Issue 37 - 4 November 2010
This regular e-newsletter features news about the community-government relationship, together with sector-related activities, events and publications – especially those that promote community engagement, participation and collaboration.
On this page:
Section 1: OCVS News & Activities
01: Minister Turia's message for volunteer managers
Volunteer managers do an important job motivating and supporting volunteers and it is wonderful that we can show our appreciation on 5 November - International Volunteer Managers Day.
Volunteers are the lifeblood of most Kiwi communities. The managers of volunteers who make the extra effort to plan, make decisions and organise where volunteer activity is best used, contribute hugely to the many sporting, health-related and community activities that take place every week and weekend. I know that I am always amazed by the skills shown by those on the marae who, at the drop of a hat, take the lead in guiding all the hands needed to organise a tangi or wananga.
Highly effective managers in any profession, paid or otherwise, provide leadership and this is not always easy. Let's take the opportunity to thank our volunteer managers and coordinators for putting themselves forward to take on this important responsibility.
One of these responsibilities is the recruitment and retention of volunteers, which is a significant issue facing many voluntary organisations. I know that in New Zealand we are all constantly looking at training, sharing ideas, resources and local solutions to maintain our volunteer base so we can build stronger, more resilient communities.
I am pleased that in New Zealand we have committed people doing wonderful work to support our volunteers.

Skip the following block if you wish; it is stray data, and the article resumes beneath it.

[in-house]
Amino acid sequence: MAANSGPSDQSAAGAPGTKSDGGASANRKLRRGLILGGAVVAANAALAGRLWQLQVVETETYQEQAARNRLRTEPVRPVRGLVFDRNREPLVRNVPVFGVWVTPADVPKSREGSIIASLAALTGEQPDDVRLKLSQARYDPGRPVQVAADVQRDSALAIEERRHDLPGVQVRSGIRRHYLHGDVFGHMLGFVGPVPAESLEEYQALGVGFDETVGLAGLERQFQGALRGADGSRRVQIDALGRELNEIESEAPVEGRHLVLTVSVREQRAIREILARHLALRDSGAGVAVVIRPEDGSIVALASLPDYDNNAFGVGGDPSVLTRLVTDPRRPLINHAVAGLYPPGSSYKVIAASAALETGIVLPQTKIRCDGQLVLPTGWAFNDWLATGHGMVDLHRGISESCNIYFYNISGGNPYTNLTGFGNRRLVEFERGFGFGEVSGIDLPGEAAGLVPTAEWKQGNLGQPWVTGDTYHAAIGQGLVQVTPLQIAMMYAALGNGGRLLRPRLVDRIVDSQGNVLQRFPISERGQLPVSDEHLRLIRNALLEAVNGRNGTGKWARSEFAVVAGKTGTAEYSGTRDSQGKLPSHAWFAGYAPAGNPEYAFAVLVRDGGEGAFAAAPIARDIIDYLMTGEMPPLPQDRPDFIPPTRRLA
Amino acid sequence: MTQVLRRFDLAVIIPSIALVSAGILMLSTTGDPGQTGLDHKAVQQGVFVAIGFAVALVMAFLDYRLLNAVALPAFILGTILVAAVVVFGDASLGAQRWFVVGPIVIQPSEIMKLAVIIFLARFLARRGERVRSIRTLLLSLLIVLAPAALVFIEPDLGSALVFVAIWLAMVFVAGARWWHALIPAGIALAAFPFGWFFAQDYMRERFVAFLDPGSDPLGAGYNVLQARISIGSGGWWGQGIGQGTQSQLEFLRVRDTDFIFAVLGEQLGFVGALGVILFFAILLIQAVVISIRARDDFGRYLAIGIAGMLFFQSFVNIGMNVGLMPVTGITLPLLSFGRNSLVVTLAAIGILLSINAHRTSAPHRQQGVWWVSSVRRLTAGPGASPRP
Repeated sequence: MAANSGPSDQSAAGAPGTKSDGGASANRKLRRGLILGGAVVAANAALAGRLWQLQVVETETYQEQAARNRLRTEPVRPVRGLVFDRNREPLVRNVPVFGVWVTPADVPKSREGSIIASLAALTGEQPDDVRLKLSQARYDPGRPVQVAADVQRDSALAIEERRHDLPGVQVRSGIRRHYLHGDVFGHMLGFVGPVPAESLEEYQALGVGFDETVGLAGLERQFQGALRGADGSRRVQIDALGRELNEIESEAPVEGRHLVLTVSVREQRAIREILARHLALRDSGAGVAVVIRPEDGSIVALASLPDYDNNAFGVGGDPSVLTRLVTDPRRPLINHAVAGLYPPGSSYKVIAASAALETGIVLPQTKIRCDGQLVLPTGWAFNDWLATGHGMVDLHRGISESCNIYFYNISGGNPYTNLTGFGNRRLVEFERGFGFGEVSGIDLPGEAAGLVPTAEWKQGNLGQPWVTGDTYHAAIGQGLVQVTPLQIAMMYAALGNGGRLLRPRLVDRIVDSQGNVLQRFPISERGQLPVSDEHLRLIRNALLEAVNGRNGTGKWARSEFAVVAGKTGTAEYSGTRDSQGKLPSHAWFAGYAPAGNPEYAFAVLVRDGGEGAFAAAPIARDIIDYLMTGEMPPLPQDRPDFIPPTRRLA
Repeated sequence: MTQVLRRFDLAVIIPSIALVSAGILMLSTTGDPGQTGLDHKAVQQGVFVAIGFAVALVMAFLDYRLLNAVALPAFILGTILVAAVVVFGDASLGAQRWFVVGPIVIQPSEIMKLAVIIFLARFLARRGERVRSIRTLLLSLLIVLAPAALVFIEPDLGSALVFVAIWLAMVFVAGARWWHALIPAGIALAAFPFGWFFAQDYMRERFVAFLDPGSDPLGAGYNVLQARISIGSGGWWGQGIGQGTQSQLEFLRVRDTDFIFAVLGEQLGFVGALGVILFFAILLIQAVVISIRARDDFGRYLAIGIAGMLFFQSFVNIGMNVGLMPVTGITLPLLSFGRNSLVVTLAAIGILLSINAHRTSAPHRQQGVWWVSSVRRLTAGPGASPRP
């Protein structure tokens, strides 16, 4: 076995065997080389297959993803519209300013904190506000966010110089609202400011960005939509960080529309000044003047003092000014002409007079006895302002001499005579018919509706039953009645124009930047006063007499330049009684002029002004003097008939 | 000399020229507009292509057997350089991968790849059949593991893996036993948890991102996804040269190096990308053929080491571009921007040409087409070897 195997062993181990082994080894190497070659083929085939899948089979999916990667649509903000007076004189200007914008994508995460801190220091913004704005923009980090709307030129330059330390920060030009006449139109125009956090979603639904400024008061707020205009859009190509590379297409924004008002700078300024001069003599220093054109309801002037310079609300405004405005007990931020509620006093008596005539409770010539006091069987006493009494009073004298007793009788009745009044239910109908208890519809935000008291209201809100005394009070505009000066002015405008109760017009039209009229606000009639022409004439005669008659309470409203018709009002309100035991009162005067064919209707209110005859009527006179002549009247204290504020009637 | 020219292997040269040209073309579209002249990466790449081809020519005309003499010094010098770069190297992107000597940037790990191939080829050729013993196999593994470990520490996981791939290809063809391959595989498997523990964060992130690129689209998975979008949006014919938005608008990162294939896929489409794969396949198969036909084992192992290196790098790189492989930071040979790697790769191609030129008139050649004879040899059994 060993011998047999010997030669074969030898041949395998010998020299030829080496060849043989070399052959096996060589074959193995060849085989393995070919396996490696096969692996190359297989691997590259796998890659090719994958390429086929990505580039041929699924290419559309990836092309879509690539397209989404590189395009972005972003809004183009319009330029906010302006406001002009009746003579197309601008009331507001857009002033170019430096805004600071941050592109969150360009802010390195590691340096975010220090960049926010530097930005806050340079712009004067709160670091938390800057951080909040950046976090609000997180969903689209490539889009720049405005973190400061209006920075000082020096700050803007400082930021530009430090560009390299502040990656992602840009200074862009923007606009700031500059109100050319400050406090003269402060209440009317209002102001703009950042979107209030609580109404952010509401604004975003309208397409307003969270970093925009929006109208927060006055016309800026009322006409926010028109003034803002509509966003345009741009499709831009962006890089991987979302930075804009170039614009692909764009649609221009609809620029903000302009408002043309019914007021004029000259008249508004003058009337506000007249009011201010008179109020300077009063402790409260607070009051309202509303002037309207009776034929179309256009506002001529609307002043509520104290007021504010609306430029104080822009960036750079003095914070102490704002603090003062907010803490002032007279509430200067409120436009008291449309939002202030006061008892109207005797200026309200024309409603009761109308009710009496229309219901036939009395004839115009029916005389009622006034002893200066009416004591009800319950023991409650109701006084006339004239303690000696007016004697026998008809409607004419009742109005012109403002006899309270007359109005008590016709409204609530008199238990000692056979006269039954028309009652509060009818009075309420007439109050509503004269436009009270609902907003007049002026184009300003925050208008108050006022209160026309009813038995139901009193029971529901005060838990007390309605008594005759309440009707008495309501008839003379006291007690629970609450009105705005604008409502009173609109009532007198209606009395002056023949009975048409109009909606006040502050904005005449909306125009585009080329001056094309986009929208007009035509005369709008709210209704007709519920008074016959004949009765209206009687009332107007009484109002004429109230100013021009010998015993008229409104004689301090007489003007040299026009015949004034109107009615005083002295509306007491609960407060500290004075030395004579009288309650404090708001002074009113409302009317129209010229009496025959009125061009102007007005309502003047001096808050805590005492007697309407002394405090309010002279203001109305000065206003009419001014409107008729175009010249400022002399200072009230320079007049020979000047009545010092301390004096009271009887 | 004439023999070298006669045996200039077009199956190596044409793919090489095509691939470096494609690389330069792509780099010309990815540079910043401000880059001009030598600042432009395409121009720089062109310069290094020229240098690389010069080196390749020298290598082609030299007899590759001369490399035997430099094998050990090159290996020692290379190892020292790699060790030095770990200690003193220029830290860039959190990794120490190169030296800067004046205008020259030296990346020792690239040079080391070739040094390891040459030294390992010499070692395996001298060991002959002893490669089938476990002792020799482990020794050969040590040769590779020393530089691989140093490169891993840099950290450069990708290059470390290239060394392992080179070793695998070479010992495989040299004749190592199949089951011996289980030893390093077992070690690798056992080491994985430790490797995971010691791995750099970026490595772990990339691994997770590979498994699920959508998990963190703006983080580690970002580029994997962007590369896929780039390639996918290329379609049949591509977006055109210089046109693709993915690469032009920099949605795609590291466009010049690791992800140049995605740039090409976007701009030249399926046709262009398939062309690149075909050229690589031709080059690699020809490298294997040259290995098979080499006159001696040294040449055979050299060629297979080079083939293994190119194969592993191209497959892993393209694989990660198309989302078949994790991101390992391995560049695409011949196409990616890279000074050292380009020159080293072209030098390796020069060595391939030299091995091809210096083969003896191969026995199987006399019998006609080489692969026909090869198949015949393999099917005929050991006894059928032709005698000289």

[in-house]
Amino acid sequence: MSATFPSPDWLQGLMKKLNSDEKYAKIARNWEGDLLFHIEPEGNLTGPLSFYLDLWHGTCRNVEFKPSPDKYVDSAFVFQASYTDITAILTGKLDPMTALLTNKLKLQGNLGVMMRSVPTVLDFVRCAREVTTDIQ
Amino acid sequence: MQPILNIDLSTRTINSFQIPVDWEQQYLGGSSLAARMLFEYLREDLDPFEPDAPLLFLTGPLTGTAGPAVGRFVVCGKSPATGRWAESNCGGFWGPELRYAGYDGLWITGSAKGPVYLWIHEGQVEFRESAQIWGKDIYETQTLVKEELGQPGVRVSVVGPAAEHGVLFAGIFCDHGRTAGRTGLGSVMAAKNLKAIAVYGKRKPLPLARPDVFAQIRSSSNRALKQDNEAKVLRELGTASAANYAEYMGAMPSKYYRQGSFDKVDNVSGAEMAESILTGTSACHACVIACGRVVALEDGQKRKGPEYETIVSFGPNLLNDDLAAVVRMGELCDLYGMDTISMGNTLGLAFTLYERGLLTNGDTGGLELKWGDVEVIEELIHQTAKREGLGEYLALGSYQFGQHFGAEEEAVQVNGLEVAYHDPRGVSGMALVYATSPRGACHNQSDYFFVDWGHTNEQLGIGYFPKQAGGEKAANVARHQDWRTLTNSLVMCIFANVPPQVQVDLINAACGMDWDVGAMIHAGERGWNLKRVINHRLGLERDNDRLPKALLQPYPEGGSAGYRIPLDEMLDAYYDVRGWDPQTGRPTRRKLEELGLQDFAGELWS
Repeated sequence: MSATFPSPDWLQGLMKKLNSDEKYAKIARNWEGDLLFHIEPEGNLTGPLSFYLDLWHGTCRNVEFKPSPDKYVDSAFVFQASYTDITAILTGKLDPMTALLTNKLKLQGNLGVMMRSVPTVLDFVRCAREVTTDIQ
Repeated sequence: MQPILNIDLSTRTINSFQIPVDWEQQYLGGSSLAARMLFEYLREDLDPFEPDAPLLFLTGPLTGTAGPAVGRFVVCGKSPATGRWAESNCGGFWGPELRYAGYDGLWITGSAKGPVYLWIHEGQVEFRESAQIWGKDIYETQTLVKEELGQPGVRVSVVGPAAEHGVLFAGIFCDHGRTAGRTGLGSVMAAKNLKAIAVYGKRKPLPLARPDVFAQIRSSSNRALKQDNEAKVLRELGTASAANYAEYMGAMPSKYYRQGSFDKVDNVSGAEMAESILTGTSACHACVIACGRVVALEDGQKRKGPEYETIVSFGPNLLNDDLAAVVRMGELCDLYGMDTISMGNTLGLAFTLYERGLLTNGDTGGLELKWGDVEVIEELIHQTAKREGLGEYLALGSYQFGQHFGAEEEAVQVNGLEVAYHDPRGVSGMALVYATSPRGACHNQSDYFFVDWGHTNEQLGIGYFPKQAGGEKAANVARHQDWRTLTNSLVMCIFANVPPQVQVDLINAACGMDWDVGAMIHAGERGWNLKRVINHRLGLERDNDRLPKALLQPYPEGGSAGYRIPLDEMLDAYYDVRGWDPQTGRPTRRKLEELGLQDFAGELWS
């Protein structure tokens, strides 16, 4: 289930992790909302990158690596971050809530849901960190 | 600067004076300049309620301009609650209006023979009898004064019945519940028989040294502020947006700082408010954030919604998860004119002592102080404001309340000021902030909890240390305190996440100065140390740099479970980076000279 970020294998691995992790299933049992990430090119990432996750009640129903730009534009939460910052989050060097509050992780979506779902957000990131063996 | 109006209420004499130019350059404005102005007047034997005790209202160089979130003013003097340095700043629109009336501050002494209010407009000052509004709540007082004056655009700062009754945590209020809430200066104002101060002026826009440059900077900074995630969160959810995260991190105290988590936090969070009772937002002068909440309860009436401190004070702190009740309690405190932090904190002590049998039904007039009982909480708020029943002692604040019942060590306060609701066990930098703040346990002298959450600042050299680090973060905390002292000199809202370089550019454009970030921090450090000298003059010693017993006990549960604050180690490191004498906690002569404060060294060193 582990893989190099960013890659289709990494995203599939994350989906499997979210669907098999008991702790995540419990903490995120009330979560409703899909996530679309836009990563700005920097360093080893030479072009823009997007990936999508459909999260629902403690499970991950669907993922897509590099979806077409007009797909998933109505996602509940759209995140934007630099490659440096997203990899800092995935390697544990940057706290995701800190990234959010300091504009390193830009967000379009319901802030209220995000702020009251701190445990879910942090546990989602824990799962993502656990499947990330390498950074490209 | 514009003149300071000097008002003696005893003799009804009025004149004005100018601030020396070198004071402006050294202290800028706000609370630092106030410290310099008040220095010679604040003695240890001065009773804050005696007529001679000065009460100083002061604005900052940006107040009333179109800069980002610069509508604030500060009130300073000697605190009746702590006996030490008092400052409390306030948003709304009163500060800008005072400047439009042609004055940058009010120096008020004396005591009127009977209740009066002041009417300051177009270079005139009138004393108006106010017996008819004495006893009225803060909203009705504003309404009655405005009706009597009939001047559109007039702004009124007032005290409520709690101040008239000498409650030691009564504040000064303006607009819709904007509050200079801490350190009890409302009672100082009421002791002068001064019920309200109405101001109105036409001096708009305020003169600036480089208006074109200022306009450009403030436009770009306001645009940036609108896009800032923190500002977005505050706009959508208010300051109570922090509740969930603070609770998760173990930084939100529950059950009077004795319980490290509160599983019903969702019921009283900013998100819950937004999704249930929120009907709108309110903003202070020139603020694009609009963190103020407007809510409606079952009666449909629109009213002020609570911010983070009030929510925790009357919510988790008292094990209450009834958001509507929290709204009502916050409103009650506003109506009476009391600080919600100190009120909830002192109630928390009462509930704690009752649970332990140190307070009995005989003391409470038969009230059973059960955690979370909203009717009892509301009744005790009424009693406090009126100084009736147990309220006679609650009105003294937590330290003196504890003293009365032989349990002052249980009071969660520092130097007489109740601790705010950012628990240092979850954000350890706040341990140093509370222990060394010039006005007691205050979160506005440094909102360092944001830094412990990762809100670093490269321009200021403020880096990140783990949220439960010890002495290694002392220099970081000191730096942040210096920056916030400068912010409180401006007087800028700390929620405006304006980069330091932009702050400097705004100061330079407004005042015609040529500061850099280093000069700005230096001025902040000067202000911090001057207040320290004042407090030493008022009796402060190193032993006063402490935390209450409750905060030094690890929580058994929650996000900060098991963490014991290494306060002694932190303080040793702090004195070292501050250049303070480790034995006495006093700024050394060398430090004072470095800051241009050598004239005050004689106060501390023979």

So I say thank you for the continuing roles you play in keeping New Zealand vibrant.
Hon. Tariana Turia
Minister for the Community and Voluntary Sector
02: Staff changes at OCVS
OCVS Director Alasdair Finnie has been seconded to Family and Community Services in the Ministry of Social Development to support the Deputy Chief Executive with Community Response Model contracting. In the meantime, Alison McDonald is seconded full-time from the Ministry of Social Development to be acting Director of the OCVS.
» See more about the OCVS and our work programme
» Learn more about Family and Community Services
03: Revised draft Relationship Agreement due soon
The Kia tutahi Standing Together Steering Group continues to work through the feedback from consultation on the draft Relationship Agreement between the Communities of Aotearoa New Zealand and the Government of New Zealand.
Reaction to the draft Relationship Agreement was varied, so the steering group is working towards publishing a revised draft in mid-November to clarify some of the points raised. The revised version will be available on the OCVS website and from steering group members. The steering group aims to finalise the wording and make recommendations on next steps to the Minister for the Community and Voluntary Sector by the end of 2010.
People who registered for any of the 19 hui held in July and August, or who attended the 2009 national Community-Government Forum will be e-mailed the revised draft. Some face-to-face discussions will also continue with a range of stakeholders.
» Watch for a revised draft Agreement on the OCVS website after 15 November
04: Good Practice in Action (GPIA) seminar to explore Code of Funding Practice
The OCVS GPIA seminar on 1 December in Wellington will feature case studies from the new Code of Funding Practice. Public servants involved in managing funding relationships should attend with representatives from community agencies they fund.
Minister Turia launched the Code of Funding Practice last month to help government funders and non-profit organisations work together when using public funds to benefit communities.
The voluntary Code of Funding Practice contains seven core code areas, each accompanied by a set of criteria, success indicators and examples of good practice.
The Code of Funding Practice is available online at www.goodpracticefunding.govt.nz to complement official guidance from the Treasury and the Office of the Auditor-General. The Code of Funding Practice is not prescriptive, but addresses behaviours that can lead to more productive relationships - focusing on improving trust and achieving outcomes.